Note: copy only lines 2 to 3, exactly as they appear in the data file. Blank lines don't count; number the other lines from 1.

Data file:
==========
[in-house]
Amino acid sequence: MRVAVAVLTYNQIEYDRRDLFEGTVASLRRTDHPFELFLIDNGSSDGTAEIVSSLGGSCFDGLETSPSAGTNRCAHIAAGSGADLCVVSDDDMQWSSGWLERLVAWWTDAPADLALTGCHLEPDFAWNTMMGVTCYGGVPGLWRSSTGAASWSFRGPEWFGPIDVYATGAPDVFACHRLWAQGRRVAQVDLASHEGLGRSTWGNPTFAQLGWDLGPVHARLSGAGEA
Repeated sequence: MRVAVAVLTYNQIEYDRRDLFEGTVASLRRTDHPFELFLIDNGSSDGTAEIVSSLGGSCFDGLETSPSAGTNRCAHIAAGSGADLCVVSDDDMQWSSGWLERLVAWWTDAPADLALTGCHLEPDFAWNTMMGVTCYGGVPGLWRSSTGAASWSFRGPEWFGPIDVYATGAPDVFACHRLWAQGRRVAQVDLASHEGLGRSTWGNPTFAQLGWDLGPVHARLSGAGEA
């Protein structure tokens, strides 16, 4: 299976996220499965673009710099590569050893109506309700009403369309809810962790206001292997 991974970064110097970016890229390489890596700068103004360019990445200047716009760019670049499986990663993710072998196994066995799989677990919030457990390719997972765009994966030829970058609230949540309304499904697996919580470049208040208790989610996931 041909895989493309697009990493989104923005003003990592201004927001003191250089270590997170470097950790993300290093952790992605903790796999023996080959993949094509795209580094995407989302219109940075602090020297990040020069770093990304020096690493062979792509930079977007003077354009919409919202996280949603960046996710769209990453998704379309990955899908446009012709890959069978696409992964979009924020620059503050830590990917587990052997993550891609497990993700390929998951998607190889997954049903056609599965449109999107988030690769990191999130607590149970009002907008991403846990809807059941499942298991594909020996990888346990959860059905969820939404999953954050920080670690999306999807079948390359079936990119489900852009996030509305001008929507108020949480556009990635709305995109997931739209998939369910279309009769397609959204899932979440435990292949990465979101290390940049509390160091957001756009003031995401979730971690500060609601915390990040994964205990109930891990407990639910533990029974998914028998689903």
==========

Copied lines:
Amino acid sequence: MRVAVAVLTYNQIEYDRRDLFEGTVASLRRTDHPFELFLIDNGSSDGTAEIVSSLGGSCFDGLETSPSAGTNRCAHIAAGSGADLCVVSDDDMQWSSGWLERLVAWWTDAPADLALTGCHLEPDFAWNTMMGVTCYGGVPGLWRSSTGAASWSFRGPEWFGPIDVYATGAPDVFACHRLWAQGRRVAQVDLASHEGLGRSTWGNPTFAQLGWDLGPVHARLSGAGEA
Repeated sequence: MRVAVAVLTYNQIEYDRRDLFEGTVASLRRTDHPFELFLIDNGSSDGTAEIVSSLGGSCFDGLETSPSAGTNRCAHIAAGSGADLCVVSDDDMQWSSGWLERLVAWWTDAPADLALTGCHLEPDFAWNTMMGVTCYGGVPGLWRSSTGAASWSFRGPEWFGPIDVYATGAPDVFACHRLWAQGRRVAQVDLASHEGLGRSTWGNPTFAQLGWDLGPVHARLSGAGEA